Mueller also accuses Manafort of hiring retired European politicians to lobby on behalf of Yanukovych, and paying them more than 2m (1.74m or $2.45m) via offshore accounts.

The documents reveal another surreptitious operation to influence international opinion.

In 2010 Yanukovych defeated his rival Yulia Tymoshenko in presidential elections. The following summer Ukrainian prosecutors arrested Tymoshenko and put her on trial. This provoked severe criticism from the Obama administration and the EU, which accused Yanukovych of locking Tymoshenko up for political reasons.

In 2011 Manafort approved a clandestine strategy to discredit Tymoshenko abroad. Alan Friedman, a former Wall Street Journal and Financial Times reporter, based in Italy, masterminded this project. Friedman has previously been accused of concealing his work as a paid lobbyist.

Also involved were Rick Gates, Manaforts then deputy, and Konstantin Kilimnik, another senior Manafort associate who the FBI believes has links to Russian military intelligence.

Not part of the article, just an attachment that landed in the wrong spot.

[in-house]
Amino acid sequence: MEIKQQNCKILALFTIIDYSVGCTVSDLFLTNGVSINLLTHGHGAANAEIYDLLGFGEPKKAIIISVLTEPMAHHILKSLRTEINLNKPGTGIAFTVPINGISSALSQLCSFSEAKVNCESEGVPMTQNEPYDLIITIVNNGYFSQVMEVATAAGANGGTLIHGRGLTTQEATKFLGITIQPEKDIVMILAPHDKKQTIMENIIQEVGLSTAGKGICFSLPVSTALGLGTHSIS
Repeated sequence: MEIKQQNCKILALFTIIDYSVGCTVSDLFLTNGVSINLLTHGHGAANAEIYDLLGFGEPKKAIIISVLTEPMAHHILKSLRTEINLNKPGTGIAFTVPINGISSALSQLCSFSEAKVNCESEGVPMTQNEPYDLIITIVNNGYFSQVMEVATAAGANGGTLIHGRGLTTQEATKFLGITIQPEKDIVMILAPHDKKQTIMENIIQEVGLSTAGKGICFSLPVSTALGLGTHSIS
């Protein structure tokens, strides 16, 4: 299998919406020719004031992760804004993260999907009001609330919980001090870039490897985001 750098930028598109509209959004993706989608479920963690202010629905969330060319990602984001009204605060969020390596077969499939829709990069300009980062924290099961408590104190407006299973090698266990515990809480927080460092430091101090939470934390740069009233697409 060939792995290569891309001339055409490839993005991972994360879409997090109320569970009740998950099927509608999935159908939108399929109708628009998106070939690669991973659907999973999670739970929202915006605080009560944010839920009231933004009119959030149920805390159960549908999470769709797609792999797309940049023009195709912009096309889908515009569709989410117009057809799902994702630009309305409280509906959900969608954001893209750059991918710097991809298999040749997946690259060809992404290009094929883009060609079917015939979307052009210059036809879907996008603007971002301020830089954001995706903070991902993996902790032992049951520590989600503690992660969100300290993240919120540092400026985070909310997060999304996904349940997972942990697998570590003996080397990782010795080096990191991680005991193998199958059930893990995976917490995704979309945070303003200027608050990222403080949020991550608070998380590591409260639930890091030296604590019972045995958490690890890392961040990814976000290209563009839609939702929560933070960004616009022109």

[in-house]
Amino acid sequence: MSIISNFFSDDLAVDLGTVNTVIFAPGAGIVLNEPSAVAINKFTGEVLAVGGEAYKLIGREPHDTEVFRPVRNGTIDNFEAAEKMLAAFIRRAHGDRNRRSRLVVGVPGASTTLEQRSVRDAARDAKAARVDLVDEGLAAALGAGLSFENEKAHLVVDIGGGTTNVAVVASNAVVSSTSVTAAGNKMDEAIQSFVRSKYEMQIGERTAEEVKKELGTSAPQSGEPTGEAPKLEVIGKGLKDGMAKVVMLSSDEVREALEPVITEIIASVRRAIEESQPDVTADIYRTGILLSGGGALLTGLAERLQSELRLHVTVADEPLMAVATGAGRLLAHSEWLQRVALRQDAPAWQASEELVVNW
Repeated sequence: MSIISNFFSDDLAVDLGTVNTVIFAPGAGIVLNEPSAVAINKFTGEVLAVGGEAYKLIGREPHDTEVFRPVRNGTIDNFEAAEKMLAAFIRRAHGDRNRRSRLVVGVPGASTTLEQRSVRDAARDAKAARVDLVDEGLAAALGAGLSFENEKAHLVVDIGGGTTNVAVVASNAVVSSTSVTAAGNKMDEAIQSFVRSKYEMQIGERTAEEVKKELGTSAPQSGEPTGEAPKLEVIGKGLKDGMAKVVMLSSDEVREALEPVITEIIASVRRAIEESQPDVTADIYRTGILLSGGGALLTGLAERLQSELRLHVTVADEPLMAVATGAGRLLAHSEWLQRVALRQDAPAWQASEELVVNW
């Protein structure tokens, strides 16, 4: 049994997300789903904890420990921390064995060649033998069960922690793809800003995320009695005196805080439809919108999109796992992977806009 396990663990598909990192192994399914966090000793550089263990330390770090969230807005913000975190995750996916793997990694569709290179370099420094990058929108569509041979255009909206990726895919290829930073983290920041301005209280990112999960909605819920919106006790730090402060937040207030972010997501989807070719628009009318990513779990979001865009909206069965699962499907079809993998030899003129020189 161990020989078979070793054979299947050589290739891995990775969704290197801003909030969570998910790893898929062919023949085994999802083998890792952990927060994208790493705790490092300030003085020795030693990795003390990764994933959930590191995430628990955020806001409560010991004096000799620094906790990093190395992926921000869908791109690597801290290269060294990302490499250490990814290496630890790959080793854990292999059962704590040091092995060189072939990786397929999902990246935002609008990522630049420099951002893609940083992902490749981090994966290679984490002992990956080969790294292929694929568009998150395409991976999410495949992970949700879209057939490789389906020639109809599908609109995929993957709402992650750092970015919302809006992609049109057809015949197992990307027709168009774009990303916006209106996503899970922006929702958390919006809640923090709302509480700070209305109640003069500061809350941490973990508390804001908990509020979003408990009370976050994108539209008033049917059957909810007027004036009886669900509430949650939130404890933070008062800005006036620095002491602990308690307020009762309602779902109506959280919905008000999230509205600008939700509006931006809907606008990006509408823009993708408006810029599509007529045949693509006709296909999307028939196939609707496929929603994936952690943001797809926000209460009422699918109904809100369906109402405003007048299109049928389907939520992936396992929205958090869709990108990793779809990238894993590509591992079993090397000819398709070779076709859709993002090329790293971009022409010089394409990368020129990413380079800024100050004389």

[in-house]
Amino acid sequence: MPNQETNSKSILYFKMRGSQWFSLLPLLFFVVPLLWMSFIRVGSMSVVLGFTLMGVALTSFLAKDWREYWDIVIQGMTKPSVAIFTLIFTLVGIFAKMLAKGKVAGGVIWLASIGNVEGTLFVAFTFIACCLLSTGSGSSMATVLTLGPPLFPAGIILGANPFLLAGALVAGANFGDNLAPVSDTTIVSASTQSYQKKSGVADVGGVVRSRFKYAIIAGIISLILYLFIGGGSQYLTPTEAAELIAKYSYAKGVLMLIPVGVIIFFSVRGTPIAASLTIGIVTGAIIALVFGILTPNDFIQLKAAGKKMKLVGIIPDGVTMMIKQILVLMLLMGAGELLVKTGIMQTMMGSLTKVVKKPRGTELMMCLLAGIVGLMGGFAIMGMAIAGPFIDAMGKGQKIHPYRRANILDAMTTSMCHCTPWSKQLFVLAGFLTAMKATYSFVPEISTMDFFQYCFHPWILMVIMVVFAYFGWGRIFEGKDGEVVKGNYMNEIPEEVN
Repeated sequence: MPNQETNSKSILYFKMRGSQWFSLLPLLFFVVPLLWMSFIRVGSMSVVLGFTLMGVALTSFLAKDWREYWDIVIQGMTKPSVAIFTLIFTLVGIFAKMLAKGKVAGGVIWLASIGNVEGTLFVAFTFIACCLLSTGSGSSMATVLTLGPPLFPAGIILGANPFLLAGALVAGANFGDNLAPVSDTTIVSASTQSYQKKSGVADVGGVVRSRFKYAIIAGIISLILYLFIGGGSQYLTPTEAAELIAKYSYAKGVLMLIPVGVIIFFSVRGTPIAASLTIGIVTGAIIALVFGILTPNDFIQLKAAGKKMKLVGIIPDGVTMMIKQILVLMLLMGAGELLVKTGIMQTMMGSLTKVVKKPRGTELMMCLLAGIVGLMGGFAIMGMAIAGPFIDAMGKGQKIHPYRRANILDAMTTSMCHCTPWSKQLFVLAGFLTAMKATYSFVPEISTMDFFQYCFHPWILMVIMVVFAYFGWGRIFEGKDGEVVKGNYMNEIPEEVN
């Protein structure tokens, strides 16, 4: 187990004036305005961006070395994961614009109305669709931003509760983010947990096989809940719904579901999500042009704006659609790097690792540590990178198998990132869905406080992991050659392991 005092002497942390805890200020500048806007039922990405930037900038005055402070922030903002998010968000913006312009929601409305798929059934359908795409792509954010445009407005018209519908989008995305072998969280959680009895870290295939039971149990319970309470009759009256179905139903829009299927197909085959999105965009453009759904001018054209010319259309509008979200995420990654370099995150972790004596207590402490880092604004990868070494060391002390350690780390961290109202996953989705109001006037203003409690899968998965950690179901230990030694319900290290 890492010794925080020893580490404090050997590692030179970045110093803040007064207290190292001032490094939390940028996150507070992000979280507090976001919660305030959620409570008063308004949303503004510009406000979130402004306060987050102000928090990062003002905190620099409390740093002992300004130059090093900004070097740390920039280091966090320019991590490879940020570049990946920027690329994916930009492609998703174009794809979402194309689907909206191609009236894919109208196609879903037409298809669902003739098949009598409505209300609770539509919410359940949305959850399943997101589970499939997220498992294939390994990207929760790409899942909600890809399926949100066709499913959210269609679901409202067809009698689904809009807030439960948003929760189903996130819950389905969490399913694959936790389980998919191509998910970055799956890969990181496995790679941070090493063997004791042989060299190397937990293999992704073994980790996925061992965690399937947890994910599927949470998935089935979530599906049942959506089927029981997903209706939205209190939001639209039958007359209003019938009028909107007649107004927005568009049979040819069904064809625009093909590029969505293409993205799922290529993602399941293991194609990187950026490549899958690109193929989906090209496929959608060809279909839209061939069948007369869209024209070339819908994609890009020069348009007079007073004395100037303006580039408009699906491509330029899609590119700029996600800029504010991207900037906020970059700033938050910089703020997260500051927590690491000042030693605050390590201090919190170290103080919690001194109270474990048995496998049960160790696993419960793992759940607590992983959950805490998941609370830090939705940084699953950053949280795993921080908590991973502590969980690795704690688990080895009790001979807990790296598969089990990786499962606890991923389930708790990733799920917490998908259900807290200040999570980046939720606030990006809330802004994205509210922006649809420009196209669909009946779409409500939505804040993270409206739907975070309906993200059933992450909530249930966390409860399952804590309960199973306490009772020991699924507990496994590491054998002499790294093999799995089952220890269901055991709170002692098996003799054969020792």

In July 2011 Friedman sent Manafort a confidential six-page document, titled: Ukraine – A Digital Roadmap. It laid out a plan to deconstruct Tymoshenko, online and via videos, articles and social media. Yanukovych deferred to Manafort, who gave the project the go-ahead, sources in Ukraines former government say.

Friedmans proposed operation was ambitious. It included producing anonymous videos attacking Tymoshenko and comparing the opposition leader to a drunk Boris Yeltsin. The social media space offers great opportunities for guilt by association, Friedman wrote in the document.